Observatory Hill

Helsinki, Finland

This 30 meters high rock hill was used as guard hill in the Middle Ages. If enemy ships were seen coming from the sea, fire was lighted to the hill to warn local people. After the great fire in Turku (1827), instruments and astronomical books of Turku University observatory were transferred to Helsinki.

The Helsinki astronomical observatory was built to the hill in 1834. It designed in cooperation by professor Friedrich Wilhelm Argelander and architect Carl Ludvig Engel. The observatory was among the most modern astronomical observatories of its time, and served as an example for several European observatories that were built afterwards. A separate tower was built in the observatory garden for the telescope designed for astrophotography. This building was finished in 1890.

At the top of the hill is is also situated Stigell’s monument Haaksirikkoiset (“shipwrecked”), erected in 1898. The sculpture is stretching to the west and increased the national spirit in the end of the 19th century.

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Details

Founded: 1834
Category:
Historical period: Russian Grand Duchy (Finland)

Rating

4.2/5 (based on Google user reviews)

User Reviews

Eva ka (Evak) (3 years ago)
Was very excited to go..but it's really small and you have to pay extra to go to the tower. Could have telescopes that people could use, also some kind of "space sand" or something like that for children to interract with. There are amazing museums in Finland from witch you can get plenty of ideas..so no stars
Benjamin Warner (3 years ago)
A great guide and insight into finnish astronomy :)
Olivia Harmon (3 years ago)
The museum showcases many beautiful old telescopes and other astronomical instruments, but the highlight in my eyes is the 4-billion-year-old iron meteorite piece from the Campo del Cielo.
Aleksi Lausti (3 years ago)
Great atmosphere along with historical astronomical devices and a little cafe in the courtyard. Not a long time needed to see the museum but sitting outside enjoying a beverage is very relaxing providing the weather is nice.
A.T. S (3 years ago)
Small compact museum. Lots of stairs. Nice surroundings. Nice Park. Bit small exhibition. Store has many books In museum. Worth to visit
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Lorca Castle

Castle of Lorca (Castillo de Lorca) is a fortress of medieval origin constructed between the 9th and 15th centuries. It consists of a series of defensive structures that, during the Middle Ages, made the town and the fortress an impregnable point in the southeast part of the Iberian Peninsula. Lorca Castle was a key strategic point of contention between Christians and Muslims during the Reconquista.

Archaeological excavations have revealed that the site of the castle has been inhabited since Neolithic times.

Muslim Era

It has not been determined exactly when a castle or fortress was first built on the hill. The first written documentation referring to a castle at Lorca is of Muslim origin, which in the 9th century, indicates that the city of Lurqa was an important town in the area ruled by Theudimer (Tudmir). During Muslim rule, Lorca Castle was an impregnable fortress and its interior was divided into two sections by the Espaldón Wall. In the western part, there was an area used to protect livestock and grain in times of danger. The eastern part had a neighbourhood called the barrio de Alcalá.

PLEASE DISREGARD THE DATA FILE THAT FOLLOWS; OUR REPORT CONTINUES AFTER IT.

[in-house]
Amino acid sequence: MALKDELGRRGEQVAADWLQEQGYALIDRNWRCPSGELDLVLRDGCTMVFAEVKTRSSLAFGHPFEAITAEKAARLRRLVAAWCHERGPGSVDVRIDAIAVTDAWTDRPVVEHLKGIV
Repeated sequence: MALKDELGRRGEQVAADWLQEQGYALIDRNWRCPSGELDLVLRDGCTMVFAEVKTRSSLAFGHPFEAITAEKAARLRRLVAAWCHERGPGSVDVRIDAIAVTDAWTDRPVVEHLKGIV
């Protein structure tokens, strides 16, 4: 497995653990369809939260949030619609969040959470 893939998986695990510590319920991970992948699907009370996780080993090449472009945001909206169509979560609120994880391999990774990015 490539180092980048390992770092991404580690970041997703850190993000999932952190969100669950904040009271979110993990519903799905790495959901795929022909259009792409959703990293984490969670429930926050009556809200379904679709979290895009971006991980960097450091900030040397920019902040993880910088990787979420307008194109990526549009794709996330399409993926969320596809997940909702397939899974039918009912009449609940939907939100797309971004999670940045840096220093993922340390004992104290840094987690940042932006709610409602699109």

After Reconquista

Lorca was conquered by the Castilian Infante Don Alfonso, the future Alfonso X, in 1244, and the fortress became a key defensive point against the Kingdom of Granada. For 250 years, Lorca Castle was a watchpoint on the border between the Christian kingdom of Murcia and the Muslim state of Granada.

Alfonso X ordered the construction of the towers known as the Alfonsina and Espolón Towers, and strengthened and fixed the walls. Hardly a trace of the Muslim fortress remained due to this reconstruction. Muslim traces remain in the foundation stones and the wall known as the muro del Espaldón.

The Jewish Quarter was found within the alcazaba, the Moorish fortification, separated from the rest of the city by its walls. The physical separation had the purpose of protecting the Jewish people in the town from harm, but also had the result of keeping Christians and Jews separate, with the Christians inhabiting the lower part of town.

The remains of the Jewish Quarter extended over an area of 5,700 square m, and 12 homes and a synagogue have been found; the synagogue dates from the 14th century and is the only one found in the Murcia. The streets of the town had an irregular layout, adapted to the landscape, and is divided into four terraces. The synagogue was in the central location, and around it were the homes. The homes were of rectangular shape, with various compartmentalized rooms. The living quarters were elevated and a common feature was benches attached to the walls, kitchens, stand for earthenware jars, or cupboards.

Modern history

With the disappearance of the frontier after the conquest of Granada in 1492, Lorca Castle no longer became as important as before. With the expulsion of the Jews by order of Ferdinand and Isabella, Lorca Castle was also depopulated as a result. The castle was abandoned completely, and was almost a complete ruin by the 18th century. In the 19th century, the castle was refurbished due to the War of Spanish Independence. The walls and structures were repaired or modified and its medieval look changed. A battery of cannons was installed, for example, during this time. In 1931 Lorca Castle was declared a National Historic Monument.

Currently, a parador (luxury hotel) has been built within the castle. As a result, archaeological discoveries have been found, including the Jewish Quarter.